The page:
A new study published this week in the Journal of Applied Social Psychology claims that kids who read J.K. Rowling's "Harry Potter" series were more likely to have "improved attitudes" about minority groups.
British and Italian elementary students were asked to read the books as part of a focus on prejudice and researchers found that afterward, students who discussed the theme of oppression in the books developed a positive perspective for victims of prejudice.
But is the boy who lived the real reason behind the change? The Pacific Standard praised the study, but also cited its own study from March, which found that reading any kind of literary fiction can help reduce racism "by helping readers identify with characters from diverse backgrounds."
The debate is nothing new — Harry Potter's influence has been under a microscope for years now, culminating with a book out this year by University of Vermont professor Anthony Gierzynski. Titled "Harry Potter and the Millenials," the book makes several arguments, including that reading "Harry Potter" has influenced a generation's political beliefs, perhaps even stoking President Barack Obama's 2008 victory.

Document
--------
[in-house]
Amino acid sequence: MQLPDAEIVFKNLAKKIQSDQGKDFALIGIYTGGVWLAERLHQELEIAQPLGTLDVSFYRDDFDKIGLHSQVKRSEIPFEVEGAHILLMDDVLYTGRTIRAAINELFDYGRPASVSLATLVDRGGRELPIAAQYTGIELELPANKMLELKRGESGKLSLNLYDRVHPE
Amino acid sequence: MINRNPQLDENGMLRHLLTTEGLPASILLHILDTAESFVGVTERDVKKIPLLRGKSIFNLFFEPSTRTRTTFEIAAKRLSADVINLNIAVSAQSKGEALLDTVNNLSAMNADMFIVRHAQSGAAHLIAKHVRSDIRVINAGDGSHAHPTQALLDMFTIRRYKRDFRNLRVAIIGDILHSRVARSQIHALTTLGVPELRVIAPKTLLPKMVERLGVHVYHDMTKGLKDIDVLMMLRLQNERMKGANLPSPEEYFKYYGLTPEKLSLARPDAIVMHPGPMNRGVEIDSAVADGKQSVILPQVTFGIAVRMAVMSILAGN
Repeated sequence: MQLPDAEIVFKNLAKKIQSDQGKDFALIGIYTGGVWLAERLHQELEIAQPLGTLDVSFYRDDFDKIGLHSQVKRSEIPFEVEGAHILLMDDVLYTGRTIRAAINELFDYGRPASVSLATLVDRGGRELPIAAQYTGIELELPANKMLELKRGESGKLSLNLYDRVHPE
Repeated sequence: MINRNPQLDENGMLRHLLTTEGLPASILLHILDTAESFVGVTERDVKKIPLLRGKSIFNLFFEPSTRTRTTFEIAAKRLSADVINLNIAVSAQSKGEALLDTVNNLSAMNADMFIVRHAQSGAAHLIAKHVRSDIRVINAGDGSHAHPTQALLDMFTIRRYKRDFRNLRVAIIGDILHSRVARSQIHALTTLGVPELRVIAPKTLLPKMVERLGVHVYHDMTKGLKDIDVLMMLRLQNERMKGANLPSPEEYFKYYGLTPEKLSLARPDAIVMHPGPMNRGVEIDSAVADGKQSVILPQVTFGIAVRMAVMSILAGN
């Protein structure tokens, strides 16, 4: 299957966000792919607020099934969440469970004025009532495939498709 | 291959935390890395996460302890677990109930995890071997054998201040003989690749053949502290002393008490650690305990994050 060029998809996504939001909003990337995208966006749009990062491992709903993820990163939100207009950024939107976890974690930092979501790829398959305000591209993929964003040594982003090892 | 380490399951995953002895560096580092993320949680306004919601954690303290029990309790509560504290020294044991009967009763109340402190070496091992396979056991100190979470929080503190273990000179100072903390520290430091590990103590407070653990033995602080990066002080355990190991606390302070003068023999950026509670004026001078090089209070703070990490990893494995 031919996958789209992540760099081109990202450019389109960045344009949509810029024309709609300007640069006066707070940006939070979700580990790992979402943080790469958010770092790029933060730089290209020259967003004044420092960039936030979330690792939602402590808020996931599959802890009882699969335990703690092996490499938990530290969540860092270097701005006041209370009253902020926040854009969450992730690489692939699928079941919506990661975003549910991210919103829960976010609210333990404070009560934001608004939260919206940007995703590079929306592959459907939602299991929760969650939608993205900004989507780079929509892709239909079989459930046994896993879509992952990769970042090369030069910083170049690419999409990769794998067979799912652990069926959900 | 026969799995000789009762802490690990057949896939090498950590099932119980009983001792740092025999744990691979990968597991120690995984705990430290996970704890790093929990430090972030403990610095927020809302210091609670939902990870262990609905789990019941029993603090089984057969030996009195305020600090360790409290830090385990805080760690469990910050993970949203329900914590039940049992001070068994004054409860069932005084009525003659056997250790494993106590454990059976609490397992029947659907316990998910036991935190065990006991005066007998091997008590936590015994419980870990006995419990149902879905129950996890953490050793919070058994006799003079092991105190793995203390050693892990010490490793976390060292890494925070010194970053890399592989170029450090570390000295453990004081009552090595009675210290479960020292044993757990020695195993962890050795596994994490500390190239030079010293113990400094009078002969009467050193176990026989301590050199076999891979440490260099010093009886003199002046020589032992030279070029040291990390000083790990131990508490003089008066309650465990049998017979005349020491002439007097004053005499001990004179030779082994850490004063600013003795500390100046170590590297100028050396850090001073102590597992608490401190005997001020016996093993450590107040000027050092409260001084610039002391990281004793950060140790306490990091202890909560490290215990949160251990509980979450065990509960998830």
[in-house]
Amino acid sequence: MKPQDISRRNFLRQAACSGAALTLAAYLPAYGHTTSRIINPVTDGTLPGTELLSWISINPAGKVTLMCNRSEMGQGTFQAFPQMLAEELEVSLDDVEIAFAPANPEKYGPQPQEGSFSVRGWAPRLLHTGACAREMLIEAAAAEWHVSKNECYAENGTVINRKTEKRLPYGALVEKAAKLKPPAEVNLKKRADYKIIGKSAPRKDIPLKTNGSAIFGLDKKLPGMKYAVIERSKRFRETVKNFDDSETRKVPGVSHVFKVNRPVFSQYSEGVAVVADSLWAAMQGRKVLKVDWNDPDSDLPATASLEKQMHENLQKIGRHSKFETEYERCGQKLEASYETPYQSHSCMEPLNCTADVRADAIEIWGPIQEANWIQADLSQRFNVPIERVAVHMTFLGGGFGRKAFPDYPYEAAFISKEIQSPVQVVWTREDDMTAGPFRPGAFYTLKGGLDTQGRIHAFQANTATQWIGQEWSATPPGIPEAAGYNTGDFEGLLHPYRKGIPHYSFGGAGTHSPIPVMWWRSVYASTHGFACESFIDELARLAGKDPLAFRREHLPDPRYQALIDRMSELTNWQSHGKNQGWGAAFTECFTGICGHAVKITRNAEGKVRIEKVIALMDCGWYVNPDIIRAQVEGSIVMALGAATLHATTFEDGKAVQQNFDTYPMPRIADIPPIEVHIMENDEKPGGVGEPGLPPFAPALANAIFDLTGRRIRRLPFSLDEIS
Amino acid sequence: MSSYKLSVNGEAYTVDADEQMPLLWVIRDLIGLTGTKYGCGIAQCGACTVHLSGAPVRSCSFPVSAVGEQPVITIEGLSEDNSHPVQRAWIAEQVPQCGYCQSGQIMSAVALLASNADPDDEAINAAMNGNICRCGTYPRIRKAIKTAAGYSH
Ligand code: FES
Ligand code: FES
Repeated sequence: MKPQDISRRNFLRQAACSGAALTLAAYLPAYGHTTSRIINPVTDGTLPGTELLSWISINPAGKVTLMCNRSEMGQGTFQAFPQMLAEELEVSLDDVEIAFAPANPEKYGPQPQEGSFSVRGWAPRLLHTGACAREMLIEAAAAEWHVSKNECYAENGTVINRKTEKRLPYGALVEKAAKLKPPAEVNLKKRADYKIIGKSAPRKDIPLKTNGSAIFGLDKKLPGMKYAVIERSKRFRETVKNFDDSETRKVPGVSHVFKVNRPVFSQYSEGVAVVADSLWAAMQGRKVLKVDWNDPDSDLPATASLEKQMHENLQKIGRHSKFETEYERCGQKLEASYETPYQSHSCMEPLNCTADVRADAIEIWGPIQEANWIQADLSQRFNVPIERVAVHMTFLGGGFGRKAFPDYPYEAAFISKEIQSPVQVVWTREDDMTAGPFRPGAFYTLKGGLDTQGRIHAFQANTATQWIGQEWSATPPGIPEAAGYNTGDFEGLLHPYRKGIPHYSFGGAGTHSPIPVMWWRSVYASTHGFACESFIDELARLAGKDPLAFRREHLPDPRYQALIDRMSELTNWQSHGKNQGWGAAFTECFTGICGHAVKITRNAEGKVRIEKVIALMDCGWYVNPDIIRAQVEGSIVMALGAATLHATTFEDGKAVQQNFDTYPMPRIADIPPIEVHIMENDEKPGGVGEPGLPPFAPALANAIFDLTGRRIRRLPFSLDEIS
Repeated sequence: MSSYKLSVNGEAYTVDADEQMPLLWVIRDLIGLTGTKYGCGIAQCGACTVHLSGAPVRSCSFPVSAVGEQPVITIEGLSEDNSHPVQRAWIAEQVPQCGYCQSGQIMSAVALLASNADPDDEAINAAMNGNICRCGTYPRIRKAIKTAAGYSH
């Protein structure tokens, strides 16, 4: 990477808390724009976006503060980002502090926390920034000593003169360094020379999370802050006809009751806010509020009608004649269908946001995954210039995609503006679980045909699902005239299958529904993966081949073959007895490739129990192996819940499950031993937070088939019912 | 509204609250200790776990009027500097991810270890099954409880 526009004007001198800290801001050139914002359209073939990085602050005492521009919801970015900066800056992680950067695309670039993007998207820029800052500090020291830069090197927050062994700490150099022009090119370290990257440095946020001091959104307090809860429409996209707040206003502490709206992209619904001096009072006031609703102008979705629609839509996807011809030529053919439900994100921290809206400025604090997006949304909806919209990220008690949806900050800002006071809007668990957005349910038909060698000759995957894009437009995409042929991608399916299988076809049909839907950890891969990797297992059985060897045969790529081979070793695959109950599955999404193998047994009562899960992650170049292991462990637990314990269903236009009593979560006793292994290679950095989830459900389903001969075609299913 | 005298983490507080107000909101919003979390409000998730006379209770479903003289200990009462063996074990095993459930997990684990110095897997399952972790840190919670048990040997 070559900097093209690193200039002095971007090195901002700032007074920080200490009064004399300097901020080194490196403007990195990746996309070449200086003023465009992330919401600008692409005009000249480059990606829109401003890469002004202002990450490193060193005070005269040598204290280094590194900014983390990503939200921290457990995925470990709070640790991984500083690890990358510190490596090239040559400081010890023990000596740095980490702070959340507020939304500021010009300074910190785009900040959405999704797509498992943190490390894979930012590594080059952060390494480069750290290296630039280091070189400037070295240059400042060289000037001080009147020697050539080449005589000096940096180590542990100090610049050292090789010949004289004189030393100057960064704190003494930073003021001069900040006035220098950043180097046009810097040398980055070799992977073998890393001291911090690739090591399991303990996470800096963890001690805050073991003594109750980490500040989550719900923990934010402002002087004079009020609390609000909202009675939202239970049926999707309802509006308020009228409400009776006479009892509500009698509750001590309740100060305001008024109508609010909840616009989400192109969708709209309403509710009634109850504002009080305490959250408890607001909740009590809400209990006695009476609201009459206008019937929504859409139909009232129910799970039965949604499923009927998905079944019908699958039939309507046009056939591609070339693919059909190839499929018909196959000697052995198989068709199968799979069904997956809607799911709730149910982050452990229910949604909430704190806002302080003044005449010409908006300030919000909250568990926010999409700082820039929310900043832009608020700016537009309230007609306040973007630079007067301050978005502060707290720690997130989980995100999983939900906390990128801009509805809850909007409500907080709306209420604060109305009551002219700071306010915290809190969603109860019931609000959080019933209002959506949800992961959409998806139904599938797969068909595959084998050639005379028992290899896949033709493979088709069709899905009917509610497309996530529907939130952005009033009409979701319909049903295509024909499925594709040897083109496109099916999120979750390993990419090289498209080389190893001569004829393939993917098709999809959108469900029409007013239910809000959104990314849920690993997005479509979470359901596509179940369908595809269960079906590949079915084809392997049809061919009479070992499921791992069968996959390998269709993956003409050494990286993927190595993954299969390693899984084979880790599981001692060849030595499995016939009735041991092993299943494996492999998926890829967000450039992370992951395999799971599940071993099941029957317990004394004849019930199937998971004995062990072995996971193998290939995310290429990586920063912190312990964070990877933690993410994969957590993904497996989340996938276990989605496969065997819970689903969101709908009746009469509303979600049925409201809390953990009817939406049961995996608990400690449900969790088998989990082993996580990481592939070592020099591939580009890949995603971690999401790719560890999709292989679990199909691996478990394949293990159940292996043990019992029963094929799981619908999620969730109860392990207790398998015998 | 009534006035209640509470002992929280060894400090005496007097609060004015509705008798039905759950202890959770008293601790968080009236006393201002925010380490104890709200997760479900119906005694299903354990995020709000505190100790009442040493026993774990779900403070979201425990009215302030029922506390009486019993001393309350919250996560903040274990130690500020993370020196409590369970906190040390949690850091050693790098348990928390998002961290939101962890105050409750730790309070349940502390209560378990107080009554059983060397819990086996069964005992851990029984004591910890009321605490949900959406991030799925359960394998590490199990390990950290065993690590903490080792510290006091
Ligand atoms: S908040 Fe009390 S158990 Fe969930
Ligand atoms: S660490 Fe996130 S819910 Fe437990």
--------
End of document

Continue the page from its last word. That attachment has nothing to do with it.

"Gierzynski suggests that in the post-Bush era, these kind of tolerance-espousing ideals (promoted in 'Harry Potter') were better represented by the Democratic Party as opposed to the Republicans," Movie Pilot reported.
Of course, the examination of Potter's plight hasn't always been favorable. A plethora of bloggers claim that the series promotes homosexuality and the occult.
Religious leaders from a variety of denominations have denounced the books as dangerous or threatening to Christian values. Even former Pope Benedict said people needed to be enlightened about the "subtle seductions" toward evil he found in the series.
Maybe that's why tolerance and equality play themselves out in the halls of Hogwarts more easily than in real life, Pacific-Standard writer Tom Jacobs postured.
"Perhaps arguments for open-mindedness are most effectively delivered underneath an invisibility cloak," Jacobs wrote.